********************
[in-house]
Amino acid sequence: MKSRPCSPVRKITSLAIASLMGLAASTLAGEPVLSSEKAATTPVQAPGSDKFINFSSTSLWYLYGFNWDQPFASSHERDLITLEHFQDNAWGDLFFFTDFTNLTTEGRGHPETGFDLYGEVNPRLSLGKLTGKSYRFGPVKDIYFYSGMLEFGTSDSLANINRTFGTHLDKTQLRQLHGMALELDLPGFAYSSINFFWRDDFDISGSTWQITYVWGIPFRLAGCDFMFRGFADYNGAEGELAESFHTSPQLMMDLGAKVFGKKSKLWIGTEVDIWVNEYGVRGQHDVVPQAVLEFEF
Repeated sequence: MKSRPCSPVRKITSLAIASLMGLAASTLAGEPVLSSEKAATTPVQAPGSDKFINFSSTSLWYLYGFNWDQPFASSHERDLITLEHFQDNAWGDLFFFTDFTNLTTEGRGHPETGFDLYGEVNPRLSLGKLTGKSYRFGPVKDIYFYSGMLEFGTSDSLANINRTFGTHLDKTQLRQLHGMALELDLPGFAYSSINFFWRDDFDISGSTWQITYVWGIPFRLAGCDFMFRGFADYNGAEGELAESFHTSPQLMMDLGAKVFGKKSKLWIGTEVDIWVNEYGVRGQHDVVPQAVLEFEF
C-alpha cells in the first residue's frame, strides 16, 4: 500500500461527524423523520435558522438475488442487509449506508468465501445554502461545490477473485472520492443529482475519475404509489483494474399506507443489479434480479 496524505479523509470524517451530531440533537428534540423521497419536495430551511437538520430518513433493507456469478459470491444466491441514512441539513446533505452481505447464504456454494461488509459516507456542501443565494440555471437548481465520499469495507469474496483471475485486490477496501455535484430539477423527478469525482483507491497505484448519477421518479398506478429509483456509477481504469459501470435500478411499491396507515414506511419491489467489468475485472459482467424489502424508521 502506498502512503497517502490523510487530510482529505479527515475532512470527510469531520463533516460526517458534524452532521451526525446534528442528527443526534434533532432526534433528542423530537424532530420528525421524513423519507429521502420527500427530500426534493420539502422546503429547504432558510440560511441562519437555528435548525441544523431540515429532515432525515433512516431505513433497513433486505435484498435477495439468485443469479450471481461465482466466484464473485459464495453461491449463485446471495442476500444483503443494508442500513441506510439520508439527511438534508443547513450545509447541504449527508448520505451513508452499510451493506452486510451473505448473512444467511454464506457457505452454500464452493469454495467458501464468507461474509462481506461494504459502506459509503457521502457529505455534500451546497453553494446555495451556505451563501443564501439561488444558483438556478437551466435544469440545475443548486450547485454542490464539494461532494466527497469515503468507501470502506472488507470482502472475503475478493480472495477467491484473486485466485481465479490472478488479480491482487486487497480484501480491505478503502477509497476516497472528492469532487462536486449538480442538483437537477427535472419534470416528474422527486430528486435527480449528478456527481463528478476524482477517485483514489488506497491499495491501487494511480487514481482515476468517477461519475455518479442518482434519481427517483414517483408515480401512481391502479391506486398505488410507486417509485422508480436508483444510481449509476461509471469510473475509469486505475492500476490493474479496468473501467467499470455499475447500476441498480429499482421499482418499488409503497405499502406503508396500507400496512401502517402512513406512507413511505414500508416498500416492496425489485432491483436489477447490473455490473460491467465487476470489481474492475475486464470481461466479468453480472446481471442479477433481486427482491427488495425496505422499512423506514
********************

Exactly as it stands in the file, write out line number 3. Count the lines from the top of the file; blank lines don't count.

Repeated sequence: MKSRPCSPVRKITSLAIASLMGLAASTLAGEPVLSSEKAATTPVQAPGSDKFINFSSTSLWYLYGFNWDQPFASSHERDLITLEHFQDNAWGDLFFFTDFTNLTTEGRGHPETGFDLYGEVNPRLSLGKLTGKSYRFGPVKDIYFYSGMLEFGTSDSLANINRTFGTHLDKTQLRQLHGMALELDLPGFAYSSINFFWRDDFDISGSTWQITYVWGIPFRLAGCDFMFRGFADYNGAEGELAESFHTSPQLMMDLGAKVFGKKSKLWIGTEVDIWVNEYGVRGQHDVVPQAVLEFEF